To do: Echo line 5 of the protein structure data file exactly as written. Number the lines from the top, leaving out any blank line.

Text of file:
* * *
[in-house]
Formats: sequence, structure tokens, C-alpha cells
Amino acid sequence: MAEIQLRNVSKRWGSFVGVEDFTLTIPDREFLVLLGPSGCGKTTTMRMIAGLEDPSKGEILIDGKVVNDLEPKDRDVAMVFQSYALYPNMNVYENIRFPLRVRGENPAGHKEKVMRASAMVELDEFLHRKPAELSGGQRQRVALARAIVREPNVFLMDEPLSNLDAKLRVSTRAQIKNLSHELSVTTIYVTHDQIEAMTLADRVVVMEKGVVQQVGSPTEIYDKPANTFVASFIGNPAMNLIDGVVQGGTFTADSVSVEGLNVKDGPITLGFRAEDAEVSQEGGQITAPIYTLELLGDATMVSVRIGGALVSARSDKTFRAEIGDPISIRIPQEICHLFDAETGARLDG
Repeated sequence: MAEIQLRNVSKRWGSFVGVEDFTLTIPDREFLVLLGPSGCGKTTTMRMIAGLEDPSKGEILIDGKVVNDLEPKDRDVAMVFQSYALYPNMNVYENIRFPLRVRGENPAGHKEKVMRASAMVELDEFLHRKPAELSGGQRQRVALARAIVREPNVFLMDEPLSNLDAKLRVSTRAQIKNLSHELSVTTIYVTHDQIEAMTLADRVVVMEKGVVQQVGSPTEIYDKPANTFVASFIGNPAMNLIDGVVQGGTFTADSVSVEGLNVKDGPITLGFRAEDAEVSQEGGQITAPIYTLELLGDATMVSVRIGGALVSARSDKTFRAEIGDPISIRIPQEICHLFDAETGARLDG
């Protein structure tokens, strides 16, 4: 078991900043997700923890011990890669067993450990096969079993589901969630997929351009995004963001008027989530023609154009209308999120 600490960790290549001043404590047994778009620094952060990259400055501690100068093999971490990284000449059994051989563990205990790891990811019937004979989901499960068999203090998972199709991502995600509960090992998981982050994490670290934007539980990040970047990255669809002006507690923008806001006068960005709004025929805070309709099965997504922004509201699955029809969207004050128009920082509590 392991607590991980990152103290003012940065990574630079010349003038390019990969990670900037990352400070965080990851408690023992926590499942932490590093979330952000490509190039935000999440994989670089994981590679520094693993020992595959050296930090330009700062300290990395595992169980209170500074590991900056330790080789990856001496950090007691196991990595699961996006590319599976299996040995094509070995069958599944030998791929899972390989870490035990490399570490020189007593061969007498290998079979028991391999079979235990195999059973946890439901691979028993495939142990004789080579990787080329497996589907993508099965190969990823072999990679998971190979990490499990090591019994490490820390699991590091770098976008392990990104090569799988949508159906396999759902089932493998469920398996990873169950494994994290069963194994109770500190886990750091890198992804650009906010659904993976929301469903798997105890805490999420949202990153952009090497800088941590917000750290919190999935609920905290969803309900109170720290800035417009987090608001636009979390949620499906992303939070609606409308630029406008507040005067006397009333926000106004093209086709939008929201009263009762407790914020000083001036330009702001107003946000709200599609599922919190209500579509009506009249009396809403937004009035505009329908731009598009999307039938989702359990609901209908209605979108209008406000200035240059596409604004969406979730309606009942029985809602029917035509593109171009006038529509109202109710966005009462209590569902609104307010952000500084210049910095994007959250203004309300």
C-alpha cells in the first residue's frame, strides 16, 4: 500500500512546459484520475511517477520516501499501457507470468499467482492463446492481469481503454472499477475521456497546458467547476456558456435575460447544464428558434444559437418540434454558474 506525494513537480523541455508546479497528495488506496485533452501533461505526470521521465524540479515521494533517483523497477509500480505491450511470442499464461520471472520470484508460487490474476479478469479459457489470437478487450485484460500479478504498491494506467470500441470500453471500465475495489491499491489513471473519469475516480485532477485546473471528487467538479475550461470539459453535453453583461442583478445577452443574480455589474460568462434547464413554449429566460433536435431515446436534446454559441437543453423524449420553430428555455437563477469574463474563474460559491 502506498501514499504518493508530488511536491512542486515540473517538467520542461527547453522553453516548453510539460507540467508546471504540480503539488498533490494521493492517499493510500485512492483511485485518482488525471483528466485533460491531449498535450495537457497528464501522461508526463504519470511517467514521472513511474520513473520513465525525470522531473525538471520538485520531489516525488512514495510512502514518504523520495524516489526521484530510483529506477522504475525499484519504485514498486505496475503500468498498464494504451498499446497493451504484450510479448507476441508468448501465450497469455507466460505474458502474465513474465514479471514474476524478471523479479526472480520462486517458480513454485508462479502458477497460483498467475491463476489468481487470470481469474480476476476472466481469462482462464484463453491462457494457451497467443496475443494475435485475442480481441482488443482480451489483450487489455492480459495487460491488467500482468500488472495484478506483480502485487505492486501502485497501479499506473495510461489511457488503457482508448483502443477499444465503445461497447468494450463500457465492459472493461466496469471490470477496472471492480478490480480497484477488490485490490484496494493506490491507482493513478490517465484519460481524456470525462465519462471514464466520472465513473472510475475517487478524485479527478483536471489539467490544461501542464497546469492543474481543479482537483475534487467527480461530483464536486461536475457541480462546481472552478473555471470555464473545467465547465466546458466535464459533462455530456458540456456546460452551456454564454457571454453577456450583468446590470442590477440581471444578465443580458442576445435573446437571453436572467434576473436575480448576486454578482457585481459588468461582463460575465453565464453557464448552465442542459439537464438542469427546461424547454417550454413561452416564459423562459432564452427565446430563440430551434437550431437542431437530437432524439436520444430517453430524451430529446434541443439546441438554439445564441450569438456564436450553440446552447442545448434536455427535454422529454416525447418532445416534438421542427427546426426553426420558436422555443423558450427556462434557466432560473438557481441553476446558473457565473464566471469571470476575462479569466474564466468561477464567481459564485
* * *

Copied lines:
């Protein structure tokens, strides 16, 4: 078991900043997700923890011990890669067993450990096969079993589901969630997929351009995004963001008027989530023609154009209308999120 600490960790290549001043404590047994778009620094952060990259400055501690100068093999971490990284000449059994051989563990205990790891990811019937004979989901499960068999203090998972199709991502995600509960090992998981982050994490670290934007539980990040970047990255669809002006507690923008806001006068960005709004025929805070309709099965997504922004509201699955029809969207004050128009920082509590 392991607590991980990152103290003012940065990574630079010349003038390019990969990670900037990352400070965080990851408690023992926590499942932490590093979330952000490509190039935000999440994989670089994981590679520094693993020992595959050296930090330009700062300290990395595992169980209170500074590991900056330790080789990856001496950090007691196991990595699961996006590319599976299996040995094509070995069958599944030998791929899972390989870490035990490399570490020189007593061969007498290998079979028991391999079979235990195999059973946890439901691979028993495939142990004789080579990787080329497996589907993508099965190969990823072999990679998971190979990490499990090591019994490490820390699991590091770098976008392990990104090569799988949508159906396999759902089932493998469920398996990873169950494994994290069963194994109770500190886990750091890198992804650009906010659904993976929301469903798997105890805490999420949202990153952009090497800088941590917000750290919190999935609920905290969803309900109170720290800035417009987090608001636009979390949620499906992303939070609606409308630029406008507040005067006397009333926000106004093209086709939008929201009263009762407790914020000083001036330009702001107003946000709200599609599922919190209500579509009506009249009396809403937004009035505009329908731009598009999307039938989702359990609901209908209605979108209008406000200035240059596409604004969406979730309606009942029985809602029917035509593109171009006038529509109202109710966005009462209590569902609104307010952000500084210049910095994007959250203004309300």